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R. Eric Thomas' Theatre Date - Hir with Malcolm Kenyatta

Jun 21, 2017

At the end of Simpatico Theatre’s stunning production of Hir by Taylor Mac, my theatre date, Malcolm Kenyatta, and I head out into the warm summer Sunday afternoon in search of a place to go chat. He’s wearing shorts and a t-shirt and has a sign tucked under his arm that reads “Yes We Can” and has the word “Resist” written underneath in black marker. It catches my eye as we’re leaving the theater and I ask if Malcolm just carries protest signs with him wherever he goes.

Malcolm Kenyatta R. Eric Thomas
Malcolm and Eric, wearing t-shirts

 

I wouldn’t put it past him. He frequently appears on cable news to spread Democratic talking points and was a Hillary Clinton surrogate during the election. Prior to the show we chatted about the public’s reaction to his appearances on Fox News and how extreme internet commentary can be. As someone whose inbox is only open to compliments, I marvelled at his resilience. He seems built for this. It would make sense that he travelled the world with a sign and a chant ready. It turns out he’s just come from a march (some people brunch on Sunday; some march). Always one for a bon mot, he tells me “I believe that resistance is the most patriotic thing we can do.”

 

Hir, through this lens, is possibly the most patriotic thing on stage this year. It centers on a lower-middle class family, living in a crumbling, shoddily built house that sits on top of a landfill. The oldest son, Isaac (Kevin Meehan), has just been dishonorably discharged and tries to impose a militaristic order on the chaos of his birth home. Meanwhile his mother, Paige (Marcia Saunders), has taken to berating and emasculating her abusive husband (John Morrison), who has suffered a debilitating stroke. And youngest child, Max (Eppchez!), has started taking testosterone, using gender-neutral pronouns and dreams of joining a queer, anarchist cult. Resistance is in the walls of this house, in every word that they fire off at each other, in every pile of clothing that litters the floor, in their bodies themselves.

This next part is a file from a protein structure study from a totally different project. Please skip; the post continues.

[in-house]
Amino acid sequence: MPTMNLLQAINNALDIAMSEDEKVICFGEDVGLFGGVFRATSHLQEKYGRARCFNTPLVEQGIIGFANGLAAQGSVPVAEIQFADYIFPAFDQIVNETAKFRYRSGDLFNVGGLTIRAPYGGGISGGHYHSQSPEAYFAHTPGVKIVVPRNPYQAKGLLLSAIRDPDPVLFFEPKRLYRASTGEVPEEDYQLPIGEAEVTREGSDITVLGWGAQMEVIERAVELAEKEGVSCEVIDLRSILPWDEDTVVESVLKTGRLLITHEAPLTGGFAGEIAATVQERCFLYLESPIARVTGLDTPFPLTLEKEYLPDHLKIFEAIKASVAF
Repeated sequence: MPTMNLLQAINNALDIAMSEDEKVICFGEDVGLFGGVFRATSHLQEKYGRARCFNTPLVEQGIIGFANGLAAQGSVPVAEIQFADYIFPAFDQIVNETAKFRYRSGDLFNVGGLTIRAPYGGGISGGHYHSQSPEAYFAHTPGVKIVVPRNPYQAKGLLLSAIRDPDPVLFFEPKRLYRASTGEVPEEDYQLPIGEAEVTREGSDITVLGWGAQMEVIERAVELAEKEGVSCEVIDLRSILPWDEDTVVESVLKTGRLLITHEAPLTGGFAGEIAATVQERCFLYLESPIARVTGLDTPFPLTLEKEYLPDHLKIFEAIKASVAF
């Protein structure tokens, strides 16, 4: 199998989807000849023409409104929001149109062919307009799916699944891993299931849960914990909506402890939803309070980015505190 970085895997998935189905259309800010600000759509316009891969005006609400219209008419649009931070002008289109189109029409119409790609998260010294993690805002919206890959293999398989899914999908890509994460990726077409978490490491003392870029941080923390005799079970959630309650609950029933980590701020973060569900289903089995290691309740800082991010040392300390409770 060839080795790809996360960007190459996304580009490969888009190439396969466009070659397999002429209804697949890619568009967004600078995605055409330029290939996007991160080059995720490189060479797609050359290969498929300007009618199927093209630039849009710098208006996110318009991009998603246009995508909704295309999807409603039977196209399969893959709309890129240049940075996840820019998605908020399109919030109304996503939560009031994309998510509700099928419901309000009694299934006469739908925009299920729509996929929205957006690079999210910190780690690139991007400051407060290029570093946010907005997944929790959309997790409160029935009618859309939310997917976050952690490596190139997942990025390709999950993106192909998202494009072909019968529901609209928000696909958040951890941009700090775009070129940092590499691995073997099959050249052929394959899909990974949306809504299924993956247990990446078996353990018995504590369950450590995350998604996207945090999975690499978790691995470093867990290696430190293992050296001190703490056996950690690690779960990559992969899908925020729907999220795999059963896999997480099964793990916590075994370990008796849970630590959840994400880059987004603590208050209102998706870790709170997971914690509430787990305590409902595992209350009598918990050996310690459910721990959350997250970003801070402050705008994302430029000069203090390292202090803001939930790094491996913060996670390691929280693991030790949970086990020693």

At intermission, Malcolm quips to me, “All of these people voted for Trump. Except Max. Max voted for Bernie.” I can’t argue with that. Taylor Mac paints a vivid picture of people who have no economic options and have bought into a system that chews them up and throws them away. Their transgressions are simultaneously resistant and desperate acts of self-preservation. While the drama is in some ways extreme, Malcolm sees corollaries to the conversations he had during the campaign with voters of all economic levels. “Politics is about real people,” he says. “And their real lives.”

 

Hir_Taylor Mac_Marcia Saunders
Marcia Saunders in Hir

In that sense, Hir is overtly political, too. From a descriptive blurb, one might surmise it’s an exploration of genderqueer life in America, or PTSD, or postmodern feminism, or veterans issues. And, in a sense, it is. But it’s mostly about four people. That’s the thing that that we keep coming back to after the play. Whether in the world of drama or the world of politics, to lose sight of the inherent humanity, the people at the center of any idea or issue, is to lose the power of transformation.

 

So, we’re leaving the theater, he’s got his sign tucked under his arm for the next march and the one after that. We’re trying to decide where to go. He suggests Bob & Barbara’s, the South Street dive bar. I’m taken aback. Malcolm is probably the most put-together person I know; he is always sharp and charming and impeccably dressed. Even his protest sign is fashionable. I would never have expected a dive bar to be his haunt of choice. But, it turns out, beneath the professional veneer and the on-camera aptitude is a real person, too. “I can eat crudite with the best of them,” he says. “But honestly, I’m so easy.”

 

We venture out in the sun-drenched street, en route to a dark, dingy dive bar where we can keep talking about real people. And maybe the ideas they represent, too.

 

Hir by Taylor Mac, directed Jarrod Markman, is produced by Simpatico Theatre. It opened on June 3 and runs through June 25. Find tickets and more information at simpaticotheatre.org

R. Eric Thomas is an award-winning playwright and humorist. His most recent play, Time Is On Our Side, was the recipient of two Barrymore Awards including Best New Play and was named a finalist for the Harold and Mimi Steinberg American Theatre Critics Association New Play Award. He writes a daily humor column for ELLE.com in which he “reads” the news. In addition to ELLE.com and ELLE magazine, his writing has appeared in W, Man Repeller, the Philadelphia Inquirer, Philadelphia Magazine and more. rericthomas.com

R. Eric Thomas' Theatre Date - Hir